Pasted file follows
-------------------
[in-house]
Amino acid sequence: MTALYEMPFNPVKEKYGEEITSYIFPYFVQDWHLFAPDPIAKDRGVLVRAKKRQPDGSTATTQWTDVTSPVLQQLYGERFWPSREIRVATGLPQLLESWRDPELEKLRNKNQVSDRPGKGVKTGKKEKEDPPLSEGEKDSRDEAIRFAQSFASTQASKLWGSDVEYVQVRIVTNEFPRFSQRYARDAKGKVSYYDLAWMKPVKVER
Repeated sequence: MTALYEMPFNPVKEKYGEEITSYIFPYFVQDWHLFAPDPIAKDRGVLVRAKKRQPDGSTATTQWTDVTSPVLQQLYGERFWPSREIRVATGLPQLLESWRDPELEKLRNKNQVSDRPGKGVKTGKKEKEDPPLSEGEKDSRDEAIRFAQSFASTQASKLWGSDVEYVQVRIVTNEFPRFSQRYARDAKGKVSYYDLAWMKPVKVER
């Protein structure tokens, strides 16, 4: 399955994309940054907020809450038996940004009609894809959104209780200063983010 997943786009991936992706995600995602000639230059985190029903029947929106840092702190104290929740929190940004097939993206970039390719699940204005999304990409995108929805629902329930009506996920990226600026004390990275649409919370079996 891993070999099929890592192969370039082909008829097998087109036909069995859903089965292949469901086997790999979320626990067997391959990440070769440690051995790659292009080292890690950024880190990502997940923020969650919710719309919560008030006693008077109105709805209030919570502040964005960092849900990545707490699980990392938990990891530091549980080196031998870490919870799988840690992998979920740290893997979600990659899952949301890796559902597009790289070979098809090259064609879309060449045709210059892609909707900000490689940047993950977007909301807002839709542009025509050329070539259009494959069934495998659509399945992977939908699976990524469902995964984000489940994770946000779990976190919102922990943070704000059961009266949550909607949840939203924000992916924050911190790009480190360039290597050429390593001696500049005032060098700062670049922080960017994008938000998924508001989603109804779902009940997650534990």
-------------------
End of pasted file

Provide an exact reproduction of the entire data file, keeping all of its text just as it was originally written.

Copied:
[in-house]
Amino acid sequence: MTALYEMPFNPVKEKYGEEITSYIFPYFVQDWHLFAPDPIAKDRGVLVRAKKRQPDGSTATTQWTDVTSPVLQQLYGERFWPSREIRVATGLPQLLESWRDPELEKLRNKNQVSDRPGKGVKTGKKEKEDPPLSEGEKDSRDEAIRFAQSFASTQASKLWGSDVEYVQVRIVTNEFPRFSQRYARDAKGKVSYYDLAWMKPVKVER
Repeated sequence: MTALYEMPFNPVKEKYGEEITSYIFPYFVQDWHLFAPDPIAKDRGVLVRAKKRQPDGSTATTQWTDVTSPVLQQLYGERFWPSREIRVATGLPQLLESWRDPELEKLRNKNQVSDRPGKGVKTGKKEKEDPPLSEGEKDSRDEAIRFAQSFASTQASKLWGSDVEYVQVRIVTNEFPRFSQRYARDAKGKVSYYDLAWMKPVKVER
């Protein structure tokens, strides 16, 4: 399955994309940054907020809450038996940004009609894809959104209780200063983010 997943786009991936992706995600995602000639230059985190029903029947929106840092702190104290929740929190940004097939993206970039390719699940204005999304990409995108929805629902329930009506996920990226600026004390990275649409919370079996 891993070999099929890592192969370039082909008829097998087109036909069995859903089965292949469901086997790999979320626990067997391959990440070769440690051995790659292009080292890690950024880190990502997940923020969650919710719309919560008030006693008077109105709805209030919570502040964005960092849900990545707490699980990392938990990891530091549980080196031998870490919870799988840690992998979920740290893997979600990659899952949301890796559902597009790289070979098809090259064609879309060449045709210059892609909707900000490689940047993950977007909301807002839709542009025509050329070539259009494959069934495998659509399945992977939908699976990524469902995964984000489940994770946000779990976190919102922990943070704000059961009266949550909607949840939203924000992916924050911190790009480190360039290597050429390593001696500049005032060098700062670049922080960017994008938000998924508001989603109804779902009940997650534990």